Instagram to ramp up efforts to verify age of teens
Instagram, the Meta-owned social media app, is currently trialling ways to verify new users' age to ensure all new sign-ups comply with the 13+ age rule. The tech company has faced extensive criticism over the past few months over teen and child safety on its platforms, particularly in light of the information revealed by Facebook whistleblower Frances Haugen.
The new age verification methods include an ID upload, a video selfie, or having three adult Instagram users vouch for them. Currently, Instagram already uses video selfies as one method to help account holders verify identity and ownership of their account should they get locked out.
The director of the UK Safer Internet Centre notes that Instagram's trials are encouraging and that "the potential is there to try and help protect children from content which isn't for them and make their internet experience more age-appropriate."
Ex-construction company director sentenced & fined
Two former directors of Keebar Construction, a construction company, have been sentenced and fined by the HSE for failing to prevent exposure to asbestos-containing materials (ACMs).
The Court heard how a demolition and refurbishment project at the former Joplings Department Store in Sunderland resulted in disturbed ACMs. The project took place over several months, where ACMs were broken up using sledgehammers and brute force.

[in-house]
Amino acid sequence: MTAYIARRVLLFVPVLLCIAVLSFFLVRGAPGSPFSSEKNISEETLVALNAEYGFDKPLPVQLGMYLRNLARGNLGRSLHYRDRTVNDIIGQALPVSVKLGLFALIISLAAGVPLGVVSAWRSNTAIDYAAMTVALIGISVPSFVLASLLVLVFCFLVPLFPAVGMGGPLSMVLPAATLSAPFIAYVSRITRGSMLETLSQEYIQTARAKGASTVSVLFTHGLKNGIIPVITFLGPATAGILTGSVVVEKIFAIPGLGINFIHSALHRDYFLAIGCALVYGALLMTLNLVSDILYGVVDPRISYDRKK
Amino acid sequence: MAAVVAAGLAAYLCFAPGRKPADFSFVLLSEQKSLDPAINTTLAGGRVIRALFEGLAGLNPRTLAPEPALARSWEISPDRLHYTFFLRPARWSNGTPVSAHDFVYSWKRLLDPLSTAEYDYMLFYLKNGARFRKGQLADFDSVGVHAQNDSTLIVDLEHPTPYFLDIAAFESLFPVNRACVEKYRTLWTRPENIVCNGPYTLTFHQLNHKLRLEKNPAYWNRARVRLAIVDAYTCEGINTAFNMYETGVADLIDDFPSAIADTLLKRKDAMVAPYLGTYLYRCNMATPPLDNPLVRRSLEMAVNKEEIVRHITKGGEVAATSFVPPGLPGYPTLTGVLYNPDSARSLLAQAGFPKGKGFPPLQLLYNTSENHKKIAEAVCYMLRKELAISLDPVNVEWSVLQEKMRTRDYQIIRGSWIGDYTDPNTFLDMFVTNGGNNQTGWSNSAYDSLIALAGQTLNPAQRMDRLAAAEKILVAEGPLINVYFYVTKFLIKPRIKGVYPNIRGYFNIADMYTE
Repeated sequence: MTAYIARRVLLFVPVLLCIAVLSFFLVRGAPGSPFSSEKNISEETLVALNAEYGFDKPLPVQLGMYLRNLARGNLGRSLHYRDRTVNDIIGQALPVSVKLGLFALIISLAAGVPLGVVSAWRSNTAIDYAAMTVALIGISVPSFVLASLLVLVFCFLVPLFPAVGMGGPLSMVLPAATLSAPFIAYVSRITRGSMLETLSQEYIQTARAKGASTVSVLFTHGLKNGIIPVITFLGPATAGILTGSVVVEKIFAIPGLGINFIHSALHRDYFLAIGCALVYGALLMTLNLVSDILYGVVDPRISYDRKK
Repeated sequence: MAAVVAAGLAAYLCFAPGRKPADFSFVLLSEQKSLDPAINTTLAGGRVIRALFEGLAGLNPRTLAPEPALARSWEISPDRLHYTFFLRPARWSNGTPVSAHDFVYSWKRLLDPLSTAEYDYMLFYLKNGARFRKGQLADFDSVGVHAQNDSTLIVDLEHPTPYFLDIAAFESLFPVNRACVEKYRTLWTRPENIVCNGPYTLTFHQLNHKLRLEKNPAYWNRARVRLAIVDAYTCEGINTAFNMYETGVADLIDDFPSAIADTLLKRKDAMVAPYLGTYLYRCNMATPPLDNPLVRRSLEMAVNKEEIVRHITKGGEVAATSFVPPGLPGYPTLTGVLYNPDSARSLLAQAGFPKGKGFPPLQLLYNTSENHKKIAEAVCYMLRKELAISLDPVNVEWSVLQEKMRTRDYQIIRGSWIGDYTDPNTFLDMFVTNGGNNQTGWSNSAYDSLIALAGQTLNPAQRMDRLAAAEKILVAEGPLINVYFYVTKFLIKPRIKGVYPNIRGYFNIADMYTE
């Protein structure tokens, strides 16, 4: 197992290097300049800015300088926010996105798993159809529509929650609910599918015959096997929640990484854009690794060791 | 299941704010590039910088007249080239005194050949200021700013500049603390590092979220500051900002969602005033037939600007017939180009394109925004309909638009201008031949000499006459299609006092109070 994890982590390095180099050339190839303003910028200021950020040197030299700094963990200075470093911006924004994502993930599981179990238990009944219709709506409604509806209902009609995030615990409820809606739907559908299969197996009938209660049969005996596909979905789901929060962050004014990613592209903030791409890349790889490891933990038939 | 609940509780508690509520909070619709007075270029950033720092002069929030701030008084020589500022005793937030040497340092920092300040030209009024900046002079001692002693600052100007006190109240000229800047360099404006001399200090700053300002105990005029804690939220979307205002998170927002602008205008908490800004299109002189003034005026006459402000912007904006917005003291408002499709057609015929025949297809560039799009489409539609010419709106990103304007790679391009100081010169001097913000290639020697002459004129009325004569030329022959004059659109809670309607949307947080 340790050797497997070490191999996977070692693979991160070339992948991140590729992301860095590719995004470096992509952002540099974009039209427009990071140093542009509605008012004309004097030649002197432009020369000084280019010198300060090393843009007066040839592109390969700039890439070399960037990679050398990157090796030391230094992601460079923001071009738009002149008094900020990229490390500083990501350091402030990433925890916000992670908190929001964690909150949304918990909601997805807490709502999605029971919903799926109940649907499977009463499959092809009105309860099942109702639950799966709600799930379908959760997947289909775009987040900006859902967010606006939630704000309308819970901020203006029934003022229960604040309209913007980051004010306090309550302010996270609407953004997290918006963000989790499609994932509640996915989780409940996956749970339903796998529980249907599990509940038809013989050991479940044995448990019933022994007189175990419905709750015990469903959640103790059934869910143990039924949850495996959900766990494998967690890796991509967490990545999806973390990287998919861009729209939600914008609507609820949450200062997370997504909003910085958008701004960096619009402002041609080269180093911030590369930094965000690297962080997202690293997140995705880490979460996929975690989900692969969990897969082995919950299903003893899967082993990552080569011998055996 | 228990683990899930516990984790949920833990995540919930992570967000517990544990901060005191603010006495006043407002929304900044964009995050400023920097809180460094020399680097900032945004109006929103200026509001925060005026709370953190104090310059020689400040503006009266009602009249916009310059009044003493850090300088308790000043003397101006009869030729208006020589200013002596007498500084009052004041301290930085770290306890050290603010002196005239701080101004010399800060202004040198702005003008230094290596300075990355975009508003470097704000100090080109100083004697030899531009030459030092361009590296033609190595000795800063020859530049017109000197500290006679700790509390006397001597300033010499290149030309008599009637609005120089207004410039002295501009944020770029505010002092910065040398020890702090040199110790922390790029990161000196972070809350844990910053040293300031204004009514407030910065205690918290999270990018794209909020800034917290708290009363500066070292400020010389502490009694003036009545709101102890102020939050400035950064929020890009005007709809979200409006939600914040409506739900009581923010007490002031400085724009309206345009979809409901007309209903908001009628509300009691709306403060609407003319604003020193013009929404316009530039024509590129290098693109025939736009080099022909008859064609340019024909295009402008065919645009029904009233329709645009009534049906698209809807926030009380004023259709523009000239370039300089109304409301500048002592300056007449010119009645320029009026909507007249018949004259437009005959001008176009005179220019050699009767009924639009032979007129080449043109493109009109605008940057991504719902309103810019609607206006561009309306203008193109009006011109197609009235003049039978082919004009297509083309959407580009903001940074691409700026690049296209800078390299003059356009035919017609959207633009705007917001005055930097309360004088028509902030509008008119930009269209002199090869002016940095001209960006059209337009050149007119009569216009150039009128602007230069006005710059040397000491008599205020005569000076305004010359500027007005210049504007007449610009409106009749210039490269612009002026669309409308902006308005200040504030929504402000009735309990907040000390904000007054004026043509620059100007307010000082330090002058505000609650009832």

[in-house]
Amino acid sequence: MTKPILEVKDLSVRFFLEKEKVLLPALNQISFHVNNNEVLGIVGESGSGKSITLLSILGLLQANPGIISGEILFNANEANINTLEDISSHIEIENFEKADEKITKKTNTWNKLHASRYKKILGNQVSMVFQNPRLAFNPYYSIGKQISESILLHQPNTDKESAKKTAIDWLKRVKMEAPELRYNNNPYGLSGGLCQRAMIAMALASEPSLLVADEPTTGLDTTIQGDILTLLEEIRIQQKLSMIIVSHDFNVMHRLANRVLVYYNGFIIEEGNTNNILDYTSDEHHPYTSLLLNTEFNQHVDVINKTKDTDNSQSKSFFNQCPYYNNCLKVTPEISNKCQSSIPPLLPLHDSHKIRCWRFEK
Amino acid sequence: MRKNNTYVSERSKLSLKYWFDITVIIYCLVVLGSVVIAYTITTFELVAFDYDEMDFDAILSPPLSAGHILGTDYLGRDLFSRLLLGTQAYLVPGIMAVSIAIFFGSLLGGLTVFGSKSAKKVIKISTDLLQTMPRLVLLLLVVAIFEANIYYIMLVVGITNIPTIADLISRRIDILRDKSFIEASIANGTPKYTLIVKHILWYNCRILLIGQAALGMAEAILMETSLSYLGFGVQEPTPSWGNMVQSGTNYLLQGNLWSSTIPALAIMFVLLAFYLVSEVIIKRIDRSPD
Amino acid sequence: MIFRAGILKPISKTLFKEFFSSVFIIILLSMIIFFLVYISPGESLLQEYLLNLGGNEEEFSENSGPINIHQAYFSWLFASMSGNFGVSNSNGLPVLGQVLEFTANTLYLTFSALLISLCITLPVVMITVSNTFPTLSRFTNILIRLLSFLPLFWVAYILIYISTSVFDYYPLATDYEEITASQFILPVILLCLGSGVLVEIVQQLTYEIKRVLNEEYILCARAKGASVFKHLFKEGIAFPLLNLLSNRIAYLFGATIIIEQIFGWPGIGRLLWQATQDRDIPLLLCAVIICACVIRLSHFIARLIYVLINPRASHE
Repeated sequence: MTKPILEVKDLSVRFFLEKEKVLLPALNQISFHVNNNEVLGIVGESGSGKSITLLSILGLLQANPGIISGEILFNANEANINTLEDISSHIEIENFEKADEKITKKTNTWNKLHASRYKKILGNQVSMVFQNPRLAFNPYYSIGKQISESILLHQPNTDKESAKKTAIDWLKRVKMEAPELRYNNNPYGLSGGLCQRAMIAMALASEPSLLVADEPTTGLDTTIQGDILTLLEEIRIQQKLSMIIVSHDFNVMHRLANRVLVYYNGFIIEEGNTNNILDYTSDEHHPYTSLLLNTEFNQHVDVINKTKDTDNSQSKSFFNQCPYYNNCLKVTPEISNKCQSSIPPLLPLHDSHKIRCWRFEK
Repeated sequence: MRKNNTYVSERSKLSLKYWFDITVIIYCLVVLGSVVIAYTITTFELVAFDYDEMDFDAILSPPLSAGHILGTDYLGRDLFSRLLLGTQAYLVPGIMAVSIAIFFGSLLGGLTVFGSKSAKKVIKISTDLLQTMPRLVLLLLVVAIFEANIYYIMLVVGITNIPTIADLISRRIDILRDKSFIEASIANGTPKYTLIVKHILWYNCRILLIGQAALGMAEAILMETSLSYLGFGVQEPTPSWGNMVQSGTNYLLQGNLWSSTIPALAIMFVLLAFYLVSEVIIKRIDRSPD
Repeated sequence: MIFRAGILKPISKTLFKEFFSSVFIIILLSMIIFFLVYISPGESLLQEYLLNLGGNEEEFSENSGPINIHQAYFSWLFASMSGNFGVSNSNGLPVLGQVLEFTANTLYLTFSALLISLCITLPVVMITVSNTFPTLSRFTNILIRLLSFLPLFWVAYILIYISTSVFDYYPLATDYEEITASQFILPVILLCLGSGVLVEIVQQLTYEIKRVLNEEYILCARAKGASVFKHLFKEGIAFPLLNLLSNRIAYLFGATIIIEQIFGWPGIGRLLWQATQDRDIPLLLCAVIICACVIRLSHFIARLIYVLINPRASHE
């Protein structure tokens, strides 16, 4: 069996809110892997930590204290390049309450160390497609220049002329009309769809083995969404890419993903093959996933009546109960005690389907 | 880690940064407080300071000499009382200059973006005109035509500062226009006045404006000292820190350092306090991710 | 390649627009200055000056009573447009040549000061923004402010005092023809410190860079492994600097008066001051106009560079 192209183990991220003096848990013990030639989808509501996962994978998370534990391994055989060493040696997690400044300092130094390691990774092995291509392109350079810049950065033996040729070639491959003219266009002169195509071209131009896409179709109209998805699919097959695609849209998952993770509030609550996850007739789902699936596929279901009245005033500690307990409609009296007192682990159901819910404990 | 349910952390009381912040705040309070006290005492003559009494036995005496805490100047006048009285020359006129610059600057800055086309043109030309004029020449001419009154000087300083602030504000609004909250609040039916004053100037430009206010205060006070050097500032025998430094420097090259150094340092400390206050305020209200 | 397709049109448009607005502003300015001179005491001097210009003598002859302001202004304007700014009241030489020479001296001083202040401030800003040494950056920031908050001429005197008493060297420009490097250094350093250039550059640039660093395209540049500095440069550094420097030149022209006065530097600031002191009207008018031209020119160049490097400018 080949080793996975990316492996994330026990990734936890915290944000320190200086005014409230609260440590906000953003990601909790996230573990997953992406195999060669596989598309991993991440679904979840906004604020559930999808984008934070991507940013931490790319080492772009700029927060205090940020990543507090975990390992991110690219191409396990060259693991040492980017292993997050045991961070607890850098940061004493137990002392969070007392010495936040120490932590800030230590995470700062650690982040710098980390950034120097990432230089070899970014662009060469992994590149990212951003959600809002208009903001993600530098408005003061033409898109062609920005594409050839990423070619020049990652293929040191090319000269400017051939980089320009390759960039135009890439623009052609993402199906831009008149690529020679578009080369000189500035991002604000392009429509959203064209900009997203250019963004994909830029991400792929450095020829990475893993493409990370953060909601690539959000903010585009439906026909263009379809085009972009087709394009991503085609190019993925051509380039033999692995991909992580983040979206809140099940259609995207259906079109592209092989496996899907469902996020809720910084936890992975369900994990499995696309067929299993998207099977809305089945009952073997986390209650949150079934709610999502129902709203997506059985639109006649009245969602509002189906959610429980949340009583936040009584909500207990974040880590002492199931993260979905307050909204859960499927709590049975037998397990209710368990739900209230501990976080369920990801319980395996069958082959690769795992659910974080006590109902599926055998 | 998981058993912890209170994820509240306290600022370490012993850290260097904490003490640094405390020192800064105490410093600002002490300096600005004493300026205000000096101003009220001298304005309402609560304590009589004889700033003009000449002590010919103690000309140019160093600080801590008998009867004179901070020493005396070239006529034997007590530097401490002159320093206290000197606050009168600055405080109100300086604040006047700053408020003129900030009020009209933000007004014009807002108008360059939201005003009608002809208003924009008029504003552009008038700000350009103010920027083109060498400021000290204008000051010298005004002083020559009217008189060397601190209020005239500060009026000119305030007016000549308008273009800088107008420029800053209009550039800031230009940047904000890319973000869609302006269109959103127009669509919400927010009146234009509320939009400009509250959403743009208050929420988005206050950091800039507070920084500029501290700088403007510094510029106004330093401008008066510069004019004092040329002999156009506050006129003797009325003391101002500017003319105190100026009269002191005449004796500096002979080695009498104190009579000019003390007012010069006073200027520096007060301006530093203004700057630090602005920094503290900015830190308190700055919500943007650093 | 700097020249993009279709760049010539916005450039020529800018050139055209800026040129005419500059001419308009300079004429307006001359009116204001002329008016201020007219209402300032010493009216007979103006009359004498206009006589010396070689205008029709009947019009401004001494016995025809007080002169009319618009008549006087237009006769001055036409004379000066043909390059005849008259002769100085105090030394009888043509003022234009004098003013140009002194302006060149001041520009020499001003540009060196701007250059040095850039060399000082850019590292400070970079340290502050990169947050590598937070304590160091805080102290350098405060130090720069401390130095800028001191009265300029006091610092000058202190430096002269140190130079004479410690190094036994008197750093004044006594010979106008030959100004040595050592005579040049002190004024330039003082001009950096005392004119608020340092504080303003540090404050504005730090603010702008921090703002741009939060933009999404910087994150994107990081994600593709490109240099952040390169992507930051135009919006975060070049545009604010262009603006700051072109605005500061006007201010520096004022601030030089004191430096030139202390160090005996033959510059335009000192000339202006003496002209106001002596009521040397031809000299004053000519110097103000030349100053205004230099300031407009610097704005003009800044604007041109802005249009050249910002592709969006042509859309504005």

This resulted in asbestos fibres that spread over five floors inside the building and outside in a central area. When the HSE intervened, it found over 1,300 square metres of contaminated waste inside the department store.
Keebar Construction's two former directors, Alan Barraclough and James Keegan, both received a 14-month sentence, suspended for two years, and ordered 120 hours of unpaid community work. They were suspended from being directors for ten years and fined over £44k each.
"Asbestos is responsible for the premature deaths of over 5,000 people each year. […] Exposure to asbestos can cause four main diseases - Mesothelioma (a cancer of the lining of the lungs), asbestos-related lung cancer, Asbestosis (a scarring of the lungs); and Diffuse pleural thickening (a thickening of the membrane surrounding the lungs, which can restrict lung expansion leading to breathlessness)."
Ghana International Bank fined £5.8m
The FCA has fined Ghana International Bank (GHIB) £5.8m for failings in anti-money laundering controls. The main reason for the fine was the bank's practice of providing correspondent banking services to other lenders, which enabled them to provide products and payment services they would otherwise be unable to.
Authorities found the bank unable to identify and assess risks posed by its correspondent bank customers. Furthermore, they failed to properly scrutinise transactions worth £9.5bn processed on their behalf.